Book Review : Juliet Escoria - Black Cloud (2014)
Juliet Escoria has earned quite a reputation in indie publishing since the release of her debut collection Black Cloud in 2014. I've gotten acquainted with her work myself last Summer and was blown away like the others. Her writing feels passionate and violently alive. Which Hunt was one of my favorite reads of 2016 and prompted me to immediately order Black Cloud from Amazon afterwards, which is THE Juliet Escoria book everybody talks about. And it's now my turn to talk about it. I don't know if I have anything new to say about Black Cloud, but I can confirm you it's got the allure and the heartbreaking transparency Juliet Escoria's writing is known and celebrated for. It's quite different from Which Hunt, but it's a rabbit hole worth exploring in its own.
So, Black Cloud is a short story collection. Several things differentiate it from other short story collections out there, but what sets the tone so brilliantly is that every story is introduced with a negative emotion: confusion, apathy, guilt, fear, etc. It's intense. I did have some favorite stories, although I believe Black Cloud is meant to be read like a diary with memories and anecdotes. Here is a Ghost Story gracefully narrows the lines between reality, hallucination and fiction. The Other Kind of Magic conveys the weight and meaning of bad choices and paints a clear portrait of how it completely overhauls the protagonist's existence. It leads her to tough questions, which bridge the gap between personal and universal experiences. The stories in Black Cloud feel so vivid because they're things that could've happened to anybody.
I didn't research Black Cloud a lot, but it didn't feel like a collection you could pull apart and analyze story-by-story. I believe it was meant to be taken as a whole and I think this is why the book is brilliant. It made me doubt what was reality, perception or straight out fantasy in there. I don't know how much of it was inspired by real events in Juliet Escoria's life, but probably a lot. Black Cloud is really an exploration of memory, perception and meaning. Escoria connects the dots between the stories for us with emotions, which influences our reading and leads us to a path where the line between reality and fantasy has been blurred. I admit to being blissfully ignorant of Black Cloud's context, but if you told me there was equal parts reality and fiction in it, I wouldn't be any surprised. This is what makes the book unique. It has a flawed narrator, but it is not necessarily unreliable.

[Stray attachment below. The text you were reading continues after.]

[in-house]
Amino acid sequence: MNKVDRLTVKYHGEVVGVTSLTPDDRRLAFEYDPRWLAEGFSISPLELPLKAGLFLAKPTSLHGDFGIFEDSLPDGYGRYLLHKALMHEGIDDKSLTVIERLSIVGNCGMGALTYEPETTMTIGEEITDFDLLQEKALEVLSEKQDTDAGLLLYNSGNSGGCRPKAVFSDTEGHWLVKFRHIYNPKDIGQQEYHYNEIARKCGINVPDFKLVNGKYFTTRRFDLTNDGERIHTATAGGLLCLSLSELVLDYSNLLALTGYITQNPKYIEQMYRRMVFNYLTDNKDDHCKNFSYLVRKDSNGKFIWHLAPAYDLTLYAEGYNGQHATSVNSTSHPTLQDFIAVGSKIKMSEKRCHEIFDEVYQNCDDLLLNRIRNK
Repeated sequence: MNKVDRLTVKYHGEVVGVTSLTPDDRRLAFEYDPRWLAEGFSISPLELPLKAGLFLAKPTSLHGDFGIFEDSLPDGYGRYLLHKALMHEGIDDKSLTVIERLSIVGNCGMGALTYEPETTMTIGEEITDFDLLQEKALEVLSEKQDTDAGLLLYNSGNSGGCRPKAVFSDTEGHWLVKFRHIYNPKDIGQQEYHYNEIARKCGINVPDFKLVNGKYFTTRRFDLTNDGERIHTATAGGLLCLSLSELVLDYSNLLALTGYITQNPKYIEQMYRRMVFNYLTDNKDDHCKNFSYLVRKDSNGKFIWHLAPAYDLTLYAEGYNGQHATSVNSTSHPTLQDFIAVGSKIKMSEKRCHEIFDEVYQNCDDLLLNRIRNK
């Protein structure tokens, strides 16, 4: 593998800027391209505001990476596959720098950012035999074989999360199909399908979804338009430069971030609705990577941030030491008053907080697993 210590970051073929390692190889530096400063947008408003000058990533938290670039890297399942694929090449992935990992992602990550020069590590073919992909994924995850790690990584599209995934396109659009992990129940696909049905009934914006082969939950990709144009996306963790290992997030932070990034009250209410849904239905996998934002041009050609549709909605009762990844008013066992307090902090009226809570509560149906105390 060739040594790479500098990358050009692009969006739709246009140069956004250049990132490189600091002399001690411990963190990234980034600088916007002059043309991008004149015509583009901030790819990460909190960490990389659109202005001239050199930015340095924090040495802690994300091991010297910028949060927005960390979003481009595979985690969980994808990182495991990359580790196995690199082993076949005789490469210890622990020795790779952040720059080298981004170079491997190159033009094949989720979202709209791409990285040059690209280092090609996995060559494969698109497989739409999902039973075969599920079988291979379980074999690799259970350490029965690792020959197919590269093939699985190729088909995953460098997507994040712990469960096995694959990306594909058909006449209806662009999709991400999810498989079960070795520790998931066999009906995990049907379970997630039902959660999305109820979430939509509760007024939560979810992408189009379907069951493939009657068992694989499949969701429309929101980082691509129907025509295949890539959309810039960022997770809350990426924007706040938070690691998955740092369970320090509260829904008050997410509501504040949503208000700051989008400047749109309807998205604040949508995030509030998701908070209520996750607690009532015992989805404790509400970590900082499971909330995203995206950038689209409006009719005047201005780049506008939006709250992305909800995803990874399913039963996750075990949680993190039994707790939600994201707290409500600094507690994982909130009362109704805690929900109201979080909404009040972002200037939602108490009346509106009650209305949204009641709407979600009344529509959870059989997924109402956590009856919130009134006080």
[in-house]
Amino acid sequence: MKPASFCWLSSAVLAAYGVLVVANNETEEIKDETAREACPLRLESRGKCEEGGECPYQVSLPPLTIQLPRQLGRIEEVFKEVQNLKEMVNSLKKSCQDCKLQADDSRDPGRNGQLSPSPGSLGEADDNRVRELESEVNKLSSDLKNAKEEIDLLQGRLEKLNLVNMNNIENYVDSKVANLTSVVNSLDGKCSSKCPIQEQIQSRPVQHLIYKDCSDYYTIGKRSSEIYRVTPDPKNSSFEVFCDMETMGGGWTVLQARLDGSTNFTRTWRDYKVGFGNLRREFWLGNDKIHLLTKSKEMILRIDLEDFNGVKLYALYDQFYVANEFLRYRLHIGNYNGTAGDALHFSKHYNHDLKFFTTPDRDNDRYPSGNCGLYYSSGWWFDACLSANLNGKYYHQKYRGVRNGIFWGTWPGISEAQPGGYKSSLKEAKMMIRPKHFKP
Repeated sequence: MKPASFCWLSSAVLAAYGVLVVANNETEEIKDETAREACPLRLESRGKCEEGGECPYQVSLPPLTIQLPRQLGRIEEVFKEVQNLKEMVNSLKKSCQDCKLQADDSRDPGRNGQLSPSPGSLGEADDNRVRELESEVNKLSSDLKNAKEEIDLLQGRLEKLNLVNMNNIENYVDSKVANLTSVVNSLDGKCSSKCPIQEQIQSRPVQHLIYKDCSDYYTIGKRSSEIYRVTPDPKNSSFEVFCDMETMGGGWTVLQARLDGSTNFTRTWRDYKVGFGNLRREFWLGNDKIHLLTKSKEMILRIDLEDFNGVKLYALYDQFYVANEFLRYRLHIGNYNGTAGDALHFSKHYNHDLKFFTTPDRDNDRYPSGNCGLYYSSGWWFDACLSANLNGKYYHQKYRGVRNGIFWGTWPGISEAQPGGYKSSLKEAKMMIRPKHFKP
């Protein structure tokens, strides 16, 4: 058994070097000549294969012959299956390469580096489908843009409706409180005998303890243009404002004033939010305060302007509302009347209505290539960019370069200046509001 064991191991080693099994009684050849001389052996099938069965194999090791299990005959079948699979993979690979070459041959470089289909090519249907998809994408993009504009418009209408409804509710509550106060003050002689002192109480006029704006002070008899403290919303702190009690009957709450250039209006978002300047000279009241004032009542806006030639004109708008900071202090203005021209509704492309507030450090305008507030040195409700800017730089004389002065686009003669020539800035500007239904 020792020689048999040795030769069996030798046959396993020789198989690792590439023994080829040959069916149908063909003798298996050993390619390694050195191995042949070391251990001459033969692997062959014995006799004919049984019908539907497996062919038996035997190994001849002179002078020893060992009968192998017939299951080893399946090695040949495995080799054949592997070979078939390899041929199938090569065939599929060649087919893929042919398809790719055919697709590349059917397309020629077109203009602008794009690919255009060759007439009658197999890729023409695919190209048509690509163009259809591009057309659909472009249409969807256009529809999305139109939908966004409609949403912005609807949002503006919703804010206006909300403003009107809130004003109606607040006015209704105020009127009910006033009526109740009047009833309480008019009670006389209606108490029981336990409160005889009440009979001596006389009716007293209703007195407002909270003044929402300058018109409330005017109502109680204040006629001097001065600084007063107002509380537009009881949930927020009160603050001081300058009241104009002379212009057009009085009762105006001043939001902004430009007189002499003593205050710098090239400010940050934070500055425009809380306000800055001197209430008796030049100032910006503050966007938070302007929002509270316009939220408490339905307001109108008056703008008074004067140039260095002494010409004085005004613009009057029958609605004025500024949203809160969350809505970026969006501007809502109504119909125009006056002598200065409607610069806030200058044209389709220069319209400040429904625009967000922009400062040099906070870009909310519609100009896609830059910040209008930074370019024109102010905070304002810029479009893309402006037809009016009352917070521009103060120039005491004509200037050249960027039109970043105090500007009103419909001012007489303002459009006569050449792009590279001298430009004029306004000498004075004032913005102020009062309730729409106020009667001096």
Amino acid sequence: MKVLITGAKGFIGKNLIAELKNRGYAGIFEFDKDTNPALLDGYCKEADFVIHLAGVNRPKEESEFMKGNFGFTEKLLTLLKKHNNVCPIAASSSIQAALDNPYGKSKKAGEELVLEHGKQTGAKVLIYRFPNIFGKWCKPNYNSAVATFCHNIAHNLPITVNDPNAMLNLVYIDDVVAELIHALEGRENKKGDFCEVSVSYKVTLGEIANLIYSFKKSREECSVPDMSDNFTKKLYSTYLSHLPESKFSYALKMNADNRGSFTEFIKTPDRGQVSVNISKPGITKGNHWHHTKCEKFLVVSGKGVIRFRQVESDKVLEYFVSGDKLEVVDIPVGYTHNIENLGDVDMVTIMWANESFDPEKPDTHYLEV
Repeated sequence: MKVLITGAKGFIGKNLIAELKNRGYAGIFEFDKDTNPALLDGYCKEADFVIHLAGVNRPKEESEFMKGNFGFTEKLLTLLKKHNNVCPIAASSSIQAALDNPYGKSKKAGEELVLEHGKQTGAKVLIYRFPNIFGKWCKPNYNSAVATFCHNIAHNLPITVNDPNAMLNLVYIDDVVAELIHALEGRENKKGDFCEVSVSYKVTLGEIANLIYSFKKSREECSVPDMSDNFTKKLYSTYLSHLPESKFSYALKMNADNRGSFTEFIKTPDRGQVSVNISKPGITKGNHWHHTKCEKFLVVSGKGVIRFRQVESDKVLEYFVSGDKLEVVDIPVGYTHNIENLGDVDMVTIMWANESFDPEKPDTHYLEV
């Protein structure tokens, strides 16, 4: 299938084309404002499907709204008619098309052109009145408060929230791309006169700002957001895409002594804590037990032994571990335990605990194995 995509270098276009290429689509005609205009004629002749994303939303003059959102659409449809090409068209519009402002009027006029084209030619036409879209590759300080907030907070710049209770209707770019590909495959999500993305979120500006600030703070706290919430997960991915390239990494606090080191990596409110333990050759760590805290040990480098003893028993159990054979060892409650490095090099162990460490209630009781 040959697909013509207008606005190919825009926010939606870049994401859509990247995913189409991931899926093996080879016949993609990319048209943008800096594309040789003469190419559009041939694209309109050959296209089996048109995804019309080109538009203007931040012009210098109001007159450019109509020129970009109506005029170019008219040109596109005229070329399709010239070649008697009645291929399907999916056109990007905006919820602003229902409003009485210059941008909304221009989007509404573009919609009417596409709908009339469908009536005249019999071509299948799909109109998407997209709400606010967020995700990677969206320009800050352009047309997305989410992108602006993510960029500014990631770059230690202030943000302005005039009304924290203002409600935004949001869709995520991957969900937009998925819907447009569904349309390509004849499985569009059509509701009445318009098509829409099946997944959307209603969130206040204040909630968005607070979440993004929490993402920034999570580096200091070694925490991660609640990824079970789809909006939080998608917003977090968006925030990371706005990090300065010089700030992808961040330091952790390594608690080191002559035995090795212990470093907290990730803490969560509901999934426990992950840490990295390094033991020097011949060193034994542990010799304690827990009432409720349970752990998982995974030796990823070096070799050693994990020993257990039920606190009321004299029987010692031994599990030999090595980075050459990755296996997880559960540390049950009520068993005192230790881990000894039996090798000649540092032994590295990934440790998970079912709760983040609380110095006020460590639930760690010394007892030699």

Black Cloud was, once again, a lot of fun. Juliet Escoria dragged me into uncharted territory and made me feel like JCVD at the end of Bloodsport, trying to find my bearings. I enjoyed being challenged when I read and this was definitely the case here. Juliet Escoria is one of the most exciting voices in indie publishing today. She created a paradigm that it entirely her own. I've enjoyed her subsequent release Witch Hunt slightly better, but you could argue that it's easier to like to due its abstract nature. Black Cloud is so rooted in experience and intimacy it almost feels voyeuristic to read. Anyway, I'm a fan. Juliet Escoria is the real deal. She is a fierce and original voice in contemporary literature. The future belongs to fearless women like her.